Hooked On The NinersBianchini's Market

On the Tunney Side of the Street 6

by Jim Tunney

After Further Review ... The game of football requires speed, strength, ability, and that all encompassing word - athleticism. When it is played at the professional level, it needs to not just possess, but exemplify, SPORTSMANSHIP. While that characteristic is true at all levels in all sports, those who play at the professional level should be leaders and examples of that trait.

Included in that word sportsmanship is the essence of the word: respect - which leads me to Super Bowl XLIII where the Pittsburgh Steelers defeated the Arizona Cardinals 27-23. What I saw, and hopefully you did as well, was the respect each team had for the other -- prior to the game, during the game and post-game, except for a single incident where Steelers LB #92 James Harrison "lost it" by pounding on a Cardinals' player during and after the play.

The Steelers were penalized 15 yards for unsportsmanlike conduct for that foul, and many thought that Harrison should have been ejected from the game. My support goes to the official who called the foul and witnessed its severity first-hand. I had a lot of respect for Harrison, until he was penalized for that personal foul. When he lost his poise, he lost my respect.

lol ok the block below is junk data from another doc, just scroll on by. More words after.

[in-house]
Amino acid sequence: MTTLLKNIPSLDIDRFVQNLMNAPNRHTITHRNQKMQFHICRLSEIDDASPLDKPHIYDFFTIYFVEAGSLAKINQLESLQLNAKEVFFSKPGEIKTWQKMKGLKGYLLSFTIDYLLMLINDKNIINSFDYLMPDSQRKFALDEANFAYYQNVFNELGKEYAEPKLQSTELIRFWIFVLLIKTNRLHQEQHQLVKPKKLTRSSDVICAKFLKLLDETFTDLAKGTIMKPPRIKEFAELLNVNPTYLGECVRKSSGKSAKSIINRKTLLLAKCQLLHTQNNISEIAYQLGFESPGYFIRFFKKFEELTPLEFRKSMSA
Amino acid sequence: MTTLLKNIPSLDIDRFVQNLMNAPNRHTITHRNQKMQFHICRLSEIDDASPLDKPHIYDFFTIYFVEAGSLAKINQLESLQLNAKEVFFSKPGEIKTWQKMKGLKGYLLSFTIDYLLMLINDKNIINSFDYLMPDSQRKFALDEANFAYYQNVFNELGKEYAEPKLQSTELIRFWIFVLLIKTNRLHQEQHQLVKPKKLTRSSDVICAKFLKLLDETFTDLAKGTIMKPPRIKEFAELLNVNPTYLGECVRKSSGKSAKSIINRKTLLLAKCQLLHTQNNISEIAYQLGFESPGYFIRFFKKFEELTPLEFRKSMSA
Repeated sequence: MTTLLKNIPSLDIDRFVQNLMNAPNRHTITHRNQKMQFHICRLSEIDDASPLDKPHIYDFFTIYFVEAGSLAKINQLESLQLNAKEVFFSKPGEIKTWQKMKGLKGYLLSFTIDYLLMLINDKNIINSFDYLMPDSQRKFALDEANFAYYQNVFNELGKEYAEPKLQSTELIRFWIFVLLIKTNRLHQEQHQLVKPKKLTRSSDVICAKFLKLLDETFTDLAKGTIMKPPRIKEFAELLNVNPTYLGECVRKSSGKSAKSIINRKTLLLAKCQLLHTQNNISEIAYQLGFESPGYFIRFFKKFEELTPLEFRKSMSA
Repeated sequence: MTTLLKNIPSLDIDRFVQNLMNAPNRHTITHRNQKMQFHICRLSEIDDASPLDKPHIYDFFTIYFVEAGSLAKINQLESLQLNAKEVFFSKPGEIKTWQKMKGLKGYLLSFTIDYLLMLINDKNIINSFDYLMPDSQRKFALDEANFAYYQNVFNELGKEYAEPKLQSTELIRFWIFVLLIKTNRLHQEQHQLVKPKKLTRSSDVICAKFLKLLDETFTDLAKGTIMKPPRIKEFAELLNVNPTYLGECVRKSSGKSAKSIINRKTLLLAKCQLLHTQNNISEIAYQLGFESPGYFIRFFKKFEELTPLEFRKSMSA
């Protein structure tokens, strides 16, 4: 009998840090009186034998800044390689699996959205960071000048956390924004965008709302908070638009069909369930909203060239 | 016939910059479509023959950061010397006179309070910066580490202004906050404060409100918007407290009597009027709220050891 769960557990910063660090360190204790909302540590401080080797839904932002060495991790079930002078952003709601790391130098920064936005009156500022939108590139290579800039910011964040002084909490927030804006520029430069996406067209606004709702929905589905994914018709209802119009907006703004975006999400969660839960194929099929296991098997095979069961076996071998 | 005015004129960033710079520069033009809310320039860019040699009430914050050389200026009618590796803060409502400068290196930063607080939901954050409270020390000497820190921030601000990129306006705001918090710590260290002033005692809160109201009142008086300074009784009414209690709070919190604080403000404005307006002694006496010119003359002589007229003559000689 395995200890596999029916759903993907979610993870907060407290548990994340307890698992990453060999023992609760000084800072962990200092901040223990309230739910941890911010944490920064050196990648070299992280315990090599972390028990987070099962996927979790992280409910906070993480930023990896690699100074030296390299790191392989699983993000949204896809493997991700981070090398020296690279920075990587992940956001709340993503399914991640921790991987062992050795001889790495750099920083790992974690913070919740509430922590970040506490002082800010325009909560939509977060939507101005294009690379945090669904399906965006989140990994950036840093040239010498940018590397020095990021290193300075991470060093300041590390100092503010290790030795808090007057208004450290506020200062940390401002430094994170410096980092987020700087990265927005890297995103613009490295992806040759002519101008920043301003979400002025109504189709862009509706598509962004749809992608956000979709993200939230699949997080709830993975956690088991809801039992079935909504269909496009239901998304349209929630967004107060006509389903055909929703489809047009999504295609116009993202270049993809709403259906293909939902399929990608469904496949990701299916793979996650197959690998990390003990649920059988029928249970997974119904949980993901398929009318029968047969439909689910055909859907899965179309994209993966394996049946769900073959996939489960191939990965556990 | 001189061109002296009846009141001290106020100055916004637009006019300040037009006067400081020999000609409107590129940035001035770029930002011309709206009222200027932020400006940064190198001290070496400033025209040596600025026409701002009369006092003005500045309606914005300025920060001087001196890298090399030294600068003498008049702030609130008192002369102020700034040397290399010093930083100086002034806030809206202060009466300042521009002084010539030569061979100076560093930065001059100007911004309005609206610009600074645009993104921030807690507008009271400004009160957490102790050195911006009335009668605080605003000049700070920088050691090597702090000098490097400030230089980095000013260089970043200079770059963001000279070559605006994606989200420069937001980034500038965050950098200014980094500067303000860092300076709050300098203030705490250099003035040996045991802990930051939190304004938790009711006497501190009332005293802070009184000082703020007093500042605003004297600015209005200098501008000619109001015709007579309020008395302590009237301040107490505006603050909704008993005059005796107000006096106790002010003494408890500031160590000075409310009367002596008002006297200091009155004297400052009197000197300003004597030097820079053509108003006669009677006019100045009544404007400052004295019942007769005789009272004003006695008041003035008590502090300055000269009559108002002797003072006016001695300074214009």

I was taught to never, ever disrespect your teammates, your coach, your organization, and yes, even your opponents. The rules of a sport must be deeply woven into the identities of the participants. In my book, "It's the Will, Not the Skill," it states "you play to win the game," but I also strongly emphasize that one must "always keep your poise" and "do the right thing."

You don't play the game right just for the reward you might get at the end; you play the game right - and with respect - because that's who you are (or should be) and what you value most. The integrity of sports is not based on who wins the majority of the games; the integrity of sports demands that those who play it, respect it!

Tomorrow, March 3, 2009, is "National Sportsmanship Day." I have never been a fan of "days." Mother's Day, for example. We should never need a "day" to honor our mothers - that honor and respect should happen everyday. I feel the same about Sportsmanship Day - it needs to happen everyday and in every game! You can't teach sportsmanship; you need to model it!

Will you model sportsmanship in everything you do?

For more information about Jim Tunney, please visit his website: www.JimTunney.com, or if you would like to respond to this message, please send your email to Jim@JimTunney.com